christavandenberg.nl TU Delft cleaning, Morocco dreaming

Delta nr 12, April 2005

They're TU Delft's 'other' foreigners, the workers who clean, cook and do other menial jobs at the TU. This week the English Page meets Mostafa Kabach, a 53-year old cleaner originally from Casablanca, Morocco.

When it comes to media-attention, there's no group of foreigners more talked about in Holland recently than Moroccans. And it's been mainly bad press. Mostafa Kabach, who is known all around the Faculty of Technology Policy and Management simply as Kabach, is not happy with the negative reputation of his people.

"There are just as much bad Dutch people as there are bad Moroccans. People are not all the same," he says. He holds up his right hand and says: "Iíve got five fingers and each one of them is different, you see?" His grown-up kids to him are the perfect example of good Moroccan people. They're doing well in school and are well behaved and he can't stress enough how happy he is to have them.

The story of how Kabach came to reside in the Netherlands is a typical one among immigrants. When he was 19-years-old and still in school in Morroco, his uncle who was working in the Netherlands came back to Morocco on holiday. "I asked him if he could take me with him," the cleaner says. "I don't really know why, but I think it was just because going abroad sounded exciting." Luckily for him, his uncle had contacts in France, and eventually, after undergoing some tests and filling out forms, he was sent the train and boat tickets he needed to get to France.

Kabach worked in France for about two years and then traveled to Holland, where he lived illegally 18 months. In July 1974 the Dutch government decided to grant legal status to all illegal immigrants who had come to Holland before 1974. After proving he'd been here since 1972, Kabach received a residence permit.

At the time he was living happily with a Dutch woman. She spoke a little French and they communicated mainly in French, as he didnít speak much Dutch. Eventually his girlfriendís father, who, Kabach says, "didn't like black hair", caused them to split up. "I was sick for several months because of that," he says. The Moroccan immigrant then returned to his homeland for a holiday. There he caught sight of a girl he liked and on his next holiday, a year later, in 1977, they were married. Once he was back in Holland, he asked the authorities for permission to have his wife come over. She arrived in the Netherlands in September 1979. "I didn't feel so alone anymore," Kabach says.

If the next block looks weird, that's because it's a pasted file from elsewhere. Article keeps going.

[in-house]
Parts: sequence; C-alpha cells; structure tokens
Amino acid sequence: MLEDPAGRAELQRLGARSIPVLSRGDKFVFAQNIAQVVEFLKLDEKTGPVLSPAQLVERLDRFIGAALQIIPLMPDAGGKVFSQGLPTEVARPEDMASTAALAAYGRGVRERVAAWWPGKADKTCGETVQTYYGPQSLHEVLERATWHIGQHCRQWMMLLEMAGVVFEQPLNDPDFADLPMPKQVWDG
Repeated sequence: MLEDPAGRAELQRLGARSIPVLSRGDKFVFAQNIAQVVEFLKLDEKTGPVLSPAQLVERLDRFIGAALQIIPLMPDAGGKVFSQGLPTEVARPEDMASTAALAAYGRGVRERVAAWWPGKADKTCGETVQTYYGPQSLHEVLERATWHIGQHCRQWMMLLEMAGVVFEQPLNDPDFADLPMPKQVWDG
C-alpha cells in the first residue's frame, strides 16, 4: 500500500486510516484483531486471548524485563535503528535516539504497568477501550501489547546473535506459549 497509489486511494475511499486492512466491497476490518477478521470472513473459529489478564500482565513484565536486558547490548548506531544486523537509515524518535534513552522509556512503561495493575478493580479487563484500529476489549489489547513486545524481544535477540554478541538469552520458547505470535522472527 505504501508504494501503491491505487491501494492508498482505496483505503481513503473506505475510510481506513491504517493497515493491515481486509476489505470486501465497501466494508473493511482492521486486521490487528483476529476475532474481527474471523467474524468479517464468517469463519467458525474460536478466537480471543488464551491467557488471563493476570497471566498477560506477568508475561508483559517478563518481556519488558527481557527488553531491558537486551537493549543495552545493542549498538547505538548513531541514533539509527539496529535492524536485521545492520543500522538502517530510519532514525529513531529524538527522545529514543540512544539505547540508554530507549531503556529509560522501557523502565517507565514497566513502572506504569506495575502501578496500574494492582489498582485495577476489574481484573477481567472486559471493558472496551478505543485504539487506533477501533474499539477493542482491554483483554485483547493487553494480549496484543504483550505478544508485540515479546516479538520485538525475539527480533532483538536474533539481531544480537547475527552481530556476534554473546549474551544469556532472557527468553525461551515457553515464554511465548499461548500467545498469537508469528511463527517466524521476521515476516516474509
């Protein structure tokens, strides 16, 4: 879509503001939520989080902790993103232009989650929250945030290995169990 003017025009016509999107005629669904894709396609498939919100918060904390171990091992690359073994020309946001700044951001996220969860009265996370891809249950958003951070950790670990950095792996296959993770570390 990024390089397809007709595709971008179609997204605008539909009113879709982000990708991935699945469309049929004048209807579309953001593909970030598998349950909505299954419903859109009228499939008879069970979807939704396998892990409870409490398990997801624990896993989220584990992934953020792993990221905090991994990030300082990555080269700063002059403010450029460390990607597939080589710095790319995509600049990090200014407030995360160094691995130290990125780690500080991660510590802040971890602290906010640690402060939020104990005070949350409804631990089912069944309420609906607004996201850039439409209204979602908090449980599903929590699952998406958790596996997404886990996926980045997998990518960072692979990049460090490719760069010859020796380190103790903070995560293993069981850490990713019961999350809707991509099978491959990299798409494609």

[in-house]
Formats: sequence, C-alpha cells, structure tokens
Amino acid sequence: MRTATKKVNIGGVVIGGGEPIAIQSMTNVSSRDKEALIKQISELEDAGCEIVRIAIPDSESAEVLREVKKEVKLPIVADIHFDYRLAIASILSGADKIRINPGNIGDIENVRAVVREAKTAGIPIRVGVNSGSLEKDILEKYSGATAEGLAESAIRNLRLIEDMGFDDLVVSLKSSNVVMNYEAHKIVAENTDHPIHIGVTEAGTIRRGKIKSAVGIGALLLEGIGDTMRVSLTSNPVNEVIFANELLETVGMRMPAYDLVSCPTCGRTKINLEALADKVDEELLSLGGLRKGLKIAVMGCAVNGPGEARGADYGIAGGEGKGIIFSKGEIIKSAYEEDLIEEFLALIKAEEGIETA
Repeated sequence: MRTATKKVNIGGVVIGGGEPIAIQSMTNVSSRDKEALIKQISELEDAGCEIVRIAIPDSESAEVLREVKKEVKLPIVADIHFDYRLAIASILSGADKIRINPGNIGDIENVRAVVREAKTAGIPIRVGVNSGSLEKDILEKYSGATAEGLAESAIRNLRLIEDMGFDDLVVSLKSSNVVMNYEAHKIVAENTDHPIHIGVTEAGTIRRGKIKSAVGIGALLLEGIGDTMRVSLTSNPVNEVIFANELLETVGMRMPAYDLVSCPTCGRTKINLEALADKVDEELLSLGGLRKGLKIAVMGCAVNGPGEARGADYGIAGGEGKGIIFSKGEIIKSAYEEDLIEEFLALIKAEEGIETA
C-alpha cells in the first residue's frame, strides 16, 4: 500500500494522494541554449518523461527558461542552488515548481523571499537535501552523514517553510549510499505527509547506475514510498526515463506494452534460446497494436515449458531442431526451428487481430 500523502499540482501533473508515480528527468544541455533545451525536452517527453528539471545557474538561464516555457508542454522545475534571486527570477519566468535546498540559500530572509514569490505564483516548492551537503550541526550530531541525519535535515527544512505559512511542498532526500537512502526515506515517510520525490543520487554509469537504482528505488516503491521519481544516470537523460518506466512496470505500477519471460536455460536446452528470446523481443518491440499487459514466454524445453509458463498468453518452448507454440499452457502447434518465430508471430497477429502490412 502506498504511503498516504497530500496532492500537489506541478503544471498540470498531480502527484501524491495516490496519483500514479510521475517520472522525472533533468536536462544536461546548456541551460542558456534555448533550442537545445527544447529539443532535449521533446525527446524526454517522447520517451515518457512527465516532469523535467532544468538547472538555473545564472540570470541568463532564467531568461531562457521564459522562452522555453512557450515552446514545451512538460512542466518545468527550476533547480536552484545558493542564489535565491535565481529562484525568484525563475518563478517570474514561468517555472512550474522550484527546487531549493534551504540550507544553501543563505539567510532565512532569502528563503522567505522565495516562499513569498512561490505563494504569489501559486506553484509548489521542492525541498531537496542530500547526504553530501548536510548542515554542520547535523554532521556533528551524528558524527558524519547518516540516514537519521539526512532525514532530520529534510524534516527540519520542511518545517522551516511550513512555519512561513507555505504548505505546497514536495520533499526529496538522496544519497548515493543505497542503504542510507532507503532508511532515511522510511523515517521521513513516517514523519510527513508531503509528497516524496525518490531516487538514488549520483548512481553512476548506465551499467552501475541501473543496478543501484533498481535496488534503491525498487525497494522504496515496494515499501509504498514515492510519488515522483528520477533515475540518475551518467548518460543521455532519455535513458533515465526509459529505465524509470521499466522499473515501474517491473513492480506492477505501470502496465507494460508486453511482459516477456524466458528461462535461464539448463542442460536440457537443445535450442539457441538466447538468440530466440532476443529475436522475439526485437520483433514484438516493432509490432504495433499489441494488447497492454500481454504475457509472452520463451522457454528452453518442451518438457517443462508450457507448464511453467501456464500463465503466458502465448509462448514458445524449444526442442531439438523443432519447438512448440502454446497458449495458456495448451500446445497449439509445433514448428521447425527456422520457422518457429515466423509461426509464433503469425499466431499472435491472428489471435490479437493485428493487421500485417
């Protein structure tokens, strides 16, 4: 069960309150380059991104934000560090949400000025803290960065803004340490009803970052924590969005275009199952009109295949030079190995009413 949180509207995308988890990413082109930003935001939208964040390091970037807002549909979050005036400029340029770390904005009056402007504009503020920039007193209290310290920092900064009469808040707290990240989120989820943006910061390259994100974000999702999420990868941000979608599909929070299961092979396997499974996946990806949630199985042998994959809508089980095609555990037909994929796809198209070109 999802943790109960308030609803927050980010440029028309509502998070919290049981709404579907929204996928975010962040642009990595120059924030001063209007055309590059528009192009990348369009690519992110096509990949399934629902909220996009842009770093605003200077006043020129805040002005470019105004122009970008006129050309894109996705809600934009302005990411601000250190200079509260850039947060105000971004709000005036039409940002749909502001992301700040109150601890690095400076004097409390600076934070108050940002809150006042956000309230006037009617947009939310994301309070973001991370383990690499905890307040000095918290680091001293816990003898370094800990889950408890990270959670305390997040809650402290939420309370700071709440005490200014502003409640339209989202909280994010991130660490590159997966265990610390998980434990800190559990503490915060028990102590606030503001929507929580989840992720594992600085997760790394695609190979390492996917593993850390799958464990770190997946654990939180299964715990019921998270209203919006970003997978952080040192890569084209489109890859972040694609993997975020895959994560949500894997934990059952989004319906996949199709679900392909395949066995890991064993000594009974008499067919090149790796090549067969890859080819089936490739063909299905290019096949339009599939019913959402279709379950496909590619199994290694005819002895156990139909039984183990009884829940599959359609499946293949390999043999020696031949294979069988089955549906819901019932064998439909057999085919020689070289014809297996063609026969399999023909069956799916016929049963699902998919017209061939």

Professor

Back then, immigrating was quite easy compared to all the compulsory paperwork and Dutch language courses of today. "The first two years my wife was here, someone would come to our house twice a week to give her Dutch lessons," Kabach recalls, smiling. He himself never took lesson, instead learning the language on the street.

Kabach's wife started working as a cleaner at the TU's Faculty of Architecture, while he worked different jobs in restaurants and at tennis clubs. Nineteen years ago, Kabach also started work as a TU cleaner, a job he still enjoys and intends to keep. "I've worked in almost all TU buildings," he says. Apart from this 38-hour cleaning job, he also works as a cleaner at a car dealership, which totals up to just over 50 hours of work each week. A tough life, but he grins and bears it. Sometimes he dreams of other jobs: "I would've preferred to go to university; then perhaps I would have become a professor. Or I would have liked to have an office job, but I needed money when I got here, so I had to start working."

Another thing Kabach sometimes regrets is that he's now unable to return to Morocco for good. "My kids were born here and I can't just leave them," he says. He misses his native land, and although he's been in the Netherlands for over 30 years now, he still feels like a foreigner. Luckily for him, the amount of Moroccan bakeries, hairdressers, butchers and other shops has increased massively over the past decades, so he can still get a taste of Moroccan culture.

Nevertheless, he must live with being away from his family and relatives in Morocco, and from Moroccan parties: "Whenever there's a party in Morocco, everyone is happy, a lot of special food is prepared and children get to wear new clothes."

When he first came to Holland, Kabach thought it would be for a year, or maybe two or three at most, so he never made plans, always sort of expecting to eventually return home to stay. "Maybe when I've retired I can live both here and in Morocco," he says. "Two months here, three months there, that would be nice."

 

 
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